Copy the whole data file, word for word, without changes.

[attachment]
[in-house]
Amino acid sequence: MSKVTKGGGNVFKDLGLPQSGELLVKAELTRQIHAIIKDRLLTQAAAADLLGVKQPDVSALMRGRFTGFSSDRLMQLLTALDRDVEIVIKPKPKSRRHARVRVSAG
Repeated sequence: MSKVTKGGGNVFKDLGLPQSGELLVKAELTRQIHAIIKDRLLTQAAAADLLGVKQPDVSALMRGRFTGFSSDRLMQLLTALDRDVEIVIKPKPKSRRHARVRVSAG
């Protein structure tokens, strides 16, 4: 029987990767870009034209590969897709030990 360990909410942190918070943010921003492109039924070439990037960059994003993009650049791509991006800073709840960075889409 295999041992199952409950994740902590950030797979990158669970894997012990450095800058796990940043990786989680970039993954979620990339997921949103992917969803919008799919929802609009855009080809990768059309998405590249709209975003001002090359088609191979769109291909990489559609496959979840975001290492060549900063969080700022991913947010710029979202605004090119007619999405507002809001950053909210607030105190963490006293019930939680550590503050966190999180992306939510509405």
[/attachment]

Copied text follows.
[in-house]
Amino acid sequence: MSKVTKGGGNVFKDLGLPQSGELLVKAELTRQIHAIIKDRLLTQAAAADLLGVKQPDVSALMRGRFTGFSSDRLMQLLTALDRDVEIVIKPKPKSRRHARVRVSAG
Repeated sequence: MSKVTKGGGNVFKDLGLPQSGELLVKAELTRQIHAIIKDRLLTQAAAADLLGVKQPDVSALMRGRFTGFSSDRLMQLLTALDRDVEIVIKPKPKSRRHARVRVSAG
């Protein structure tokens, strides 16, 4: 029987990767870009034209590969897709030990 360990909410942190918070943010921003492109039924070439990037960059994003993009650049791509991006800073709840960075889409 295999041992199952409950994740902590950030797979990158669970894997012990450095800058796990940043990786989680970039993954979620990339997921949103992917969803919008799919929802609009855009080809990768059309998405590249709209975003001002090359088609191979769109291909990489559609496959979840975001290492060549900063969080700022991913947010710029979202605004090119007619999405507002809001950053909210607030105190963490006293019930939680550590503050966190999180992306939510509405």